Event Dates: June 13, 2010
About this Event
First run in 1905, the Dipsea is the oldest trail race in America. It is run every year on the second Sunday in June. The scenic 7.4 mile course from Mill Valley to Stinson Beach is considered to be one of the most beautiful courses in the world. The stairs and steep trails make it a grueling and treacherous race. And its unique handicapping system has made winners of men and women of all ages. Because of its beauty and challenge, it is a very popular event, and because of safety and environmental concerns the number of runners is limited to about 1,500. While racers enter from all over the world, the Dipsea is primarily a Northern California event and the entry process is tilted slightly to favor local contestants.
Admission Fee (if any)
The fastest and best way to get an application is to download and print the application from the website. Also note that the application will be available on the website before most other runners receive it in the mail. However, if you don’t have access to the Internet they will mail one to you.
Requests for an application may be made via email: [email protected] or via USPS write to:
The Dipsea Race
P.O. Box 30
Mill Valley, CA 94942
Address changes and application requests must be received by March 1, 2010
Participation Requirements (if any)
The number of runners are restricted to 1500. That’s less than half the number of people who apply every year. So, an elaborate system has been developed to fairly apportion the scarce racing slots.
The surest way to get a racing number is to do well in the previous Dipsea. The first four hundred and fifty Invitational runners who finished in 2008 are automatically eligible for the Invitational section of 2009 race. All they need do is get their entry forms completed and sent back before the deadline of April 1, 2009. Also eligible for the 2009 Invitational are those from the Runner section who were among the first 750, overall, to cross the finish line in 2008. For everyone else, it’s a little trickier, partly because the system still is subject to the U.S. Postal Service.
Once the pre-qualified runners are assigned their numbers, the remaining 800 or 900 slots are apportioned according to the following system:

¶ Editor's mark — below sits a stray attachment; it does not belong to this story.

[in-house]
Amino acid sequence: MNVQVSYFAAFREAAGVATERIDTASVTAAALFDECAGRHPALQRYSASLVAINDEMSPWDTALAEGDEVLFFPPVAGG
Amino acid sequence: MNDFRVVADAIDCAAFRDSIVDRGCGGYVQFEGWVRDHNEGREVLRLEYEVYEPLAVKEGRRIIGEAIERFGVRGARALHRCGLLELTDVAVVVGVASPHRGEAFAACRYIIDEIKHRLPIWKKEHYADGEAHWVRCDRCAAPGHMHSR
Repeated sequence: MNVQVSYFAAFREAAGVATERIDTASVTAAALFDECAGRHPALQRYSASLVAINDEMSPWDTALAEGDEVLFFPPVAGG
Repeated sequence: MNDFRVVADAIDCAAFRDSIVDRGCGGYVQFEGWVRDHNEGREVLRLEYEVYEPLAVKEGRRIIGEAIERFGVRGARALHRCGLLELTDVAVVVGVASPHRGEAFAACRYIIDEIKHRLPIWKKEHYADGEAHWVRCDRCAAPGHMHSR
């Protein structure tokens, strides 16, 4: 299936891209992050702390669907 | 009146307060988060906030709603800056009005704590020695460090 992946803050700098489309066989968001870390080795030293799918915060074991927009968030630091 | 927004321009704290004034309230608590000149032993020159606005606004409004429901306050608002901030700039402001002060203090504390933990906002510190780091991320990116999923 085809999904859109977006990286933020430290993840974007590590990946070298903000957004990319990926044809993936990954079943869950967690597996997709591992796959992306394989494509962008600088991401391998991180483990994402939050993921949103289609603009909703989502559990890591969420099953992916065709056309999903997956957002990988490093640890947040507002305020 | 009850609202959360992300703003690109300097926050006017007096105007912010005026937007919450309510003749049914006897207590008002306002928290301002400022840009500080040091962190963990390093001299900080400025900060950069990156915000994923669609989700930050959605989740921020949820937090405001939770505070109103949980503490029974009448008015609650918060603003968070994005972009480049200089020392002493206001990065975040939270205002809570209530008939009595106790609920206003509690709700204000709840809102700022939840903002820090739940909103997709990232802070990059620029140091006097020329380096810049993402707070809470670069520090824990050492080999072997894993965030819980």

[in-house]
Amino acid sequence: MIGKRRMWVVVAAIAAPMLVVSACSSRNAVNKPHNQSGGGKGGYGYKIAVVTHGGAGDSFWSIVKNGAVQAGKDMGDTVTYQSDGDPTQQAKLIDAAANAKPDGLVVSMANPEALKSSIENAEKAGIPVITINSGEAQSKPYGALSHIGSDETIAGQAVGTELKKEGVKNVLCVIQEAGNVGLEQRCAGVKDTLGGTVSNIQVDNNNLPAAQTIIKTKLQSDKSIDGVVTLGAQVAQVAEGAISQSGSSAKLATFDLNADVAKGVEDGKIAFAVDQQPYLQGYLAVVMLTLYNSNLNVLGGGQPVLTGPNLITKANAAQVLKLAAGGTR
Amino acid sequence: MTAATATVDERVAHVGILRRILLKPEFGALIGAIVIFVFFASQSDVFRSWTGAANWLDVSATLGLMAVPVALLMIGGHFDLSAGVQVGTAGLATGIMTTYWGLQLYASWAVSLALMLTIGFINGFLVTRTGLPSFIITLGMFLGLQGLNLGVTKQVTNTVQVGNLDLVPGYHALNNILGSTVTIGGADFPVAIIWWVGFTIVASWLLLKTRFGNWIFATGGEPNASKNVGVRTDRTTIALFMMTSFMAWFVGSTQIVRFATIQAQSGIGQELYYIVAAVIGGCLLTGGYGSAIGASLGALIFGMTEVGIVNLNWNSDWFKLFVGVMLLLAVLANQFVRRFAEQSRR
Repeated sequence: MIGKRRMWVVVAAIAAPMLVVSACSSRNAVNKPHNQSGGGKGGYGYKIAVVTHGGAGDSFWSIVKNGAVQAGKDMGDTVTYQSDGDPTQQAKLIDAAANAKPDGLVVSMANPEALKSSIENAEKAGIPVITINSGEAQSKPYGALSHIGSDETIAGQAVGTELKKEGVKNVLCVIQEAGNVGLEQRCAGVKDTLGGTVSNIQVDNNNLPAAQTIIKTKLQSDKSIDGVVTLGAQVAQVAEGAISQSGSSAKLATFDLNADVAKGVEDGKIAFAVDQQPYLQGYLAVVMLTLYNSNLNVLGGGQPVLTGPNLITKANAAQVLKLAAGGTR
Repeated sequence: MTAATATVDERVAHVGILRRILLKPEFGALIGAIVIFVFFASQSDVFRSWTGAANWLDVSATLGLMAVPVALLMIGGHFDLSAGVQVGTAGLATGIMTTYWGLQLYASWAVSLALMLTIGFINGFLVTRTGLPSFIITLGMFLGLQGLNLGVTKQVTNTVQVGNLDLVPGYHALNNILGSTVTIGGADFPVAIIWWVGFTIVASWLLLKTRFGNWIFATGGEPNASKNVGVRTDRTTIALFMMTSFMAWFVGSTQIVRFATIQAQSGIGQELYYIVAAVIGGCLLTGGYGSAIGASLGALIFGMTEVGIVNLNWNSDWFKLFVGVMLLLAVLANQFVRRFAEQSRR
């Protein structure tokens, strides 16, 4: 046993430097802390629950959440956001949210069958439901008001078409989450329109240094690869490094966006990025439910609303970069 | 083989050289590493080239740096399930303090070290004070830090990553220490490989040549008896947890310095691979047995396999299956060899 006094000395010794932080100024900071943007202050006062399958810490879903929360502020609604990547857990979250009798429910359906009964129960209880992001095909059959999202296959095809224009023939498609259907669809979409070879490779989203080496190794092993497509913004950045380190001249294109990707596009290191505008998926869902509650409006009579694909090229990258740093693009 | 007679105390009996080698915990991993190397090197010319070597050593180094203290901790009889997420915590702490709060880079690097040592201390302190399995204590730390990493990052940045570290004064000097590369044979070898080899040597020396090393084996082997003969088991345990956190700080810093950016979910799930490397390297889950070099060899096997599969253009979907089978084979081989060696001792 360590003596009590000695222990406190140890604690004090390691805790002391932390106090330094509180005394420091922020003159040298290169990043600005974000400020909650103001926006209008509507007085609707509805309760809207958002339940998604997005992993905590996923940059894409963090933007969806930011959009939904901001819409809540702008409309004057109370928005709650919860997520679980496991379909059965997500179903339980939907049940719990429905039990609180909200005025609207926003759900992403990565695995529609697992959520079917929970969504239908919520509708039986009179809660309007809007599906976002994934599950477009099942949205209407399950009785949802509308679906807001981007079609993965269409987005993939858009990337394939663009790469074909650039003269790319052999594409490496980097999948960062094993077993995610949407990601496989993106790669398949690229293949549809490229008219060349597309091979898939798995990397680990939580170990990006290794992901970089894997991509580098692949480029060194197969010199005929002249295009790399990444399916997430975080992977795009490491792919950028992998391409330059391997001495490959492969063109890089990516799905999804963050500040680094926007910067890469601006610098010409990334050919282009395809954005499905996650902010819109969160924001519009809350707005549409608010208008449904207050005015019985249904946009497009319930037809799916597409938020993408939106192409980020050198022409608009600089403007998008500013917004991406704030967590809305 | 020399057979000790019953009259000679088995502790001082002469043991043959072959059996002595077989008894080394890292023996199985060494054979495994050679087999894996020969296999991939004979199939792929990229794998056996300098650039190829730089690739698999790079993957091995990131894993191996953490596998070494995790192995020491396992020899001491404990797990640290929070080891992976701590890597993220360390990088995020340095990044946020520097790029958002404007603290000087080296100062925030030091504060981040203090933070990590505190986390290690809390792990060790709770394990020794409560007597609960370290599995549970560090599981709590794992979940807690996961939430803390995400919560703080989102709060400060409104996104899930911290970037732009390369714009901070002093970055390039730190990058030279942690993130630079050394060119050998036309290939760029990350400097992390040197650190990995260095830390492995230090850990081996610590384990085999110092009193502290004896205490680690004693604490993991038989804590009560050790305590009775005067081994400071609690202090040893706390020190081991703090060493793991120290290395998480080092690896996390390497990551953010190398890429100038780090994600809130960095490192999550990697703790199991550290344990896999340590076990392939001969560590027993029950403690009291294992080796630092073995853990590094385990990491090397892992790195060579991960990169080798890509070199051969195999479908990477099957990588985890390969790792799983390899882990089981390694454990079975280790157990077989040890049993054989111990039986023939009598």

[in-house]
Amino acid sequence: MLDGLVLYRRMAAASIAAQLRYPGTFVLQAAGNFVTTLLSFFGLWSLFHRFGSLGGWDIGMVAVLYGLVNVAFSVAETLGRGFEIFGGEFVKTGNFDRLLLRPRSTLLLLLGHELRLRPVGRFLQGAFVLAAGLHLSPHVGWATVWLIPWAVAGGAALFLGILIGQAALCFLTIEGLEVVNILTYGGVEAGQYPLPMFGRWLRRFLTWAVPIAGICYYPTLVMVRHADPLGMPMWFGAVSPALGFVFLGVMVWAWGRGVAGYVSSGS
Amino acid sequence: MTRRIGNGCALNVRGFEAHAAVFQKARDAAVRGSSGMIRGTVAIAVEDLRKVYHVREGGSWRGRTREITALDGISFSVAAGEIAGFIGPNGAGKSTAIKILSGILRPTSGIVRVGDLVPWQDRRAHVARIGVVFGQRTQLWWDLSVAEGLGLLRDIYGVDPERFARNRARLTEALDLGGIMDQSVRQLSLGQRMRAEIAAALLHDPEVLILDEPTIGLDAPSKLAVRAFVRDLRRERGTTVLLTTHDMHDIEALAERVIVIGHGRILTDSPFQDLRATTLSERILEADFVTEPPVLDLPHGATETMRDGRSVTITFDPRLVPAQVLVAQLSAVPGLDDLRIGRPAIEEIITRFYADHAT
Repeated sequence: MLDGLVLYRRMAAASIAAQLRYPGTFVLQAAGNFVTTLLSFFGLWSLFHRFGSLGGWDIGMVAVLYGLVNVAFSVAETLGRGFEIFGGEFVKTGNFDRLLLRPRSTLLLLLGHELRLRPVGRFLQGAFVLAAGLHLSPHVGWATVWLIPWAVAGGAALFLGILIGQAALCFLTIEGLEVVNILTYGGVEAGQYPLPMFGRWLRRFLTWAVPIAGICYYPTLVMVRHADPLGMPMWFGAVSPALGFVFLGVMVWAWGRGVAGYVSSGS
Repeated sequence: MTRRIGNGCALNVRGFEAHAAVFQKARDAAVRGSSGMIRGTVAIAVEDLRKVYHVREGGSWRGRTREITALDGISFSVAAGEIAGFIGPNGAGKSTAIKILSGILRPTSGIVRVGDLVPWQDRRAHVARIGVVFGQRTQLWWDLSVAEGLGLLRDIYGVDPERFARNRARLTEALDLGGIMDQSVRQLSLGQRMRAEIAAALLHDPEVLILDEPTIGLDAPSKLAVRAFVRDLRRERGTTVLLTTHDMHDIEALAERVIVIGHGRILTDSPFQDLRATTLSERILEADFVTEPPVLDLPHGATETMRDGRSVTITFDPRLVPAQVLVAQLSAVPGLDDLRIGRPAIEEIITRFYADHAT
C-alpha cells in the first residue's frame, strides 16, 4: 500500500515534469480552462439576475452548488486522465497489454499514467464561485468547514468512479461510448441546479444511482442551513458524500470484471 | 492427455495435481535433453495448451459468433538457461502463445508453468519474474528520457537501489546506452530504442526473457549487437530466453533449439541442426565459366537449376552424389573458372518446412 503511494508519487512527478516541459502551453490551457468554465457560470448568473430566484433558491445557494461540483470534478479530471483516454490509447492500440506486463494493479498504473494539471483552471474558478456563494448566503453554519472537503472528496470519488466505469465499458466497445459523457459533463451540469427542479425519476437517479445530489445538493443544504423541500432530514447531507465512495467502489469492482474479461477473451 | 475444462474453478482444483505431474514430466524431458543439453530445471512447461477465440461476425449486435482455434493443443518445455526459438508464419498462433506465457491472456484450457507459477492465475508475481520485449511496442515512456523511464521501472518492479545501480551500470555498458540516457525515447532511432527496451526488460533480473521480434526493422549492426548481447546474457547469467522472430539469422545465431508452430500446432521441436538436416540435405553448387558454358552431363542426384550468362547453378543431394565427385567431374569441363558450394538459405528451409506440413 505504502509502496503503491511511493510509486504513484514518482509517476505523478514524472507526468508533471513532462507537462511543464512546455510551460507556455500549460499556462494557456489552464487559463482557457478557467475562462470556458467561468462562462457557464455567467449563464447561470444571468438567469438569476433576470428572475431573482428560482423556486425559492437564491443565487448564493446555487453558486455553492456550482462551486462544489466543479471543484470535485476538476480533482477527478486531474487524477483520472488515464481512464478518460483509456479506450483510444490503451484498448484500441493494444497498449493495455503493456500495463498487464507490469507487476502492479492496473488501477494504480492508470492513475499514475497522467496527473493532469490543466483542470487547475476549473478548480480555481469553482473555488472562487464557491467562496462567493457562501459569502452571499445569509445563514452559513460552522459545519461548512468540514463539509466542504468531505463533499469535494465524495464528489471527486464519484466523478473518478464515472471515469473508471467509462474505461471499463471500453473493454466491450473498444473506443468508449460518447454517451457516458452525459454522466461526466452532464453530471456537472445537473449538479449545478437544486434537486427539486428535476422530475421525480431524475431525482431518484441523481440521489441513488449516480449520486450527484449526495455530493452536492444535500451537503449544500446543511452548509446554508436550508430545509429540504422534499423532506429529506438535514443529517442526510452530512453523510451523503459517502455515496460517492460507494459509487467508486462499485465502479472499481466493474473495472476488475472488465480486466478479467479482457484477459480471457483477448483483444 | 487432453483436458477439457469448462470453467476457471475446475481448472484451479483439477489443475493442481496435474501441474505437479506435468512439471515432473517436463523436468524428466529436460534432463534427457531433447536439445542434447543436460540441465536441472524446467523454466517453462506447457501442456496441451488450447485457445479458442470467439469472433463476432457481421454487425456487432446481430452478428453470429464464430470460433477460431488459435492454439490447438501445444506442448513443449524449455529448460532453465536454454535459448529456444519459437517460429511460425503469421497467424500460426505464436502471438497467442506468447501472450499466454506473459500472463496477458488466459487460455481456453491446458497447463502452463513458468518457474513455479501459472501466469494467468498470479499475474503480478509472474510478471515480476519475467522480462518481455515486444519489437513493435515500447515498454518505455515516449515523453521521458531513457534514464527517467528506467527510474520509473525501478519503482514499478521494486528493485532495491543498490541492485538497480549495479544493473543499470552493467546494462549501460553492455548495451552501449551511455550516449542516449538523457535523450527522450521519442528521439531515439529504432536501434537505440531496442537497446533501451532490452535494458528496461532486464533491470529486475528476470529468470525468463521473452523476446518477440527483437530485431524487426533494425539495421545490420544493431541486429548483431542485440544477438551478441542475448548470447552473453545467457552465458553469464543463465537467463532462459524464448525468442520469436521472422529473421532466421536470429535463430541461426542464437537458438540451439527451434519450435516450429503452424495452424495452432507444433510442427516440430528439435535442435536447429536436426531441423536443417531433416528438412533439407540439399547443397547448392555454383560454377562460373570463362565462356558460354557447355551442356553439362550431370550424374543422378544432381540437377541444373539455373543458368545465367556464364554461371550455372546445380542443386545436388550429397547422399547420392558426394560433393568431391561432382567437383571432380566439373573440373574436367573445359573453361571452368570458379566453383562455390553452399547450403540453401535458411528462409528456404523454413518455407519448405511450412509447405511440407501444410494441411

Five hundred racing numbers are allocated on a basis of first come, first accepted. For the last several years, the official applications are available for downloading only on our website. That evens the playing field because everyone has access at the same time. But the completed applications can be sent back to us ONLY through the mail. That tends to favor the local Bay Area residents. And that’s fine with the race committee, because the Dipsea is essentially a local event, even though racers come from other states and other countries.
In previous years, the fastest way to get your application to us was to hand-deliver it to the Mill Valley Post Office. The officials there tell us they won’t accept and hand cancel letters directly for our post office box in Mill Valley. We understand that Dipsea applications posted at the Mill Valley post office will go to a regional facility for sorting and then will be delivered to the Mill Valley Post Office. So it might be fastest to mail the application from a regional center near you.
For those who are really desperate to run in The Dipsea, there’s always money. After the first 500 applicants have been assigned, another hundred entries are accepted based on a silent auction. One hundred race numbers are awarded to applicants who send checks in excess of the $50 entry fee, $35 for children under 16, (the “bribe” money, anything over the $50 for adults and $35 for youngster under 16 goes to the Dipsea Foundation, a non-profit 501(c)(3) organization that awards scholarships and maintains the trail). The auction bidding goes higher every year.
The final 300 places in the 2009 Dipsea race will be filled by lottery. After the three above scenarios are completed, all remaining applications received in our office by April 7, 2009 are eligible. No special application is required. The drawing will be conducted randomly. We cannot predict the chances of success. The odds will be based on the total number of applications received.
There are actually two more ways to get into the race. One is to send a convincing sob story that will persuade the race committee to make room for the applicant. They’re reasonable, but they’ve heard just about everything, although serving previously as a volunteer in the race may help, but not necessarily. Finally, on the Friday before the race, there’s the Annual Dipsea Race Foundation banquet where two Invitational race numbers are auctioned to the highest bidders, starting at a bid of $500.
For More Information, Contact:
The Dipsea Race
P.O. Box 30, Mill Valley, CA 94942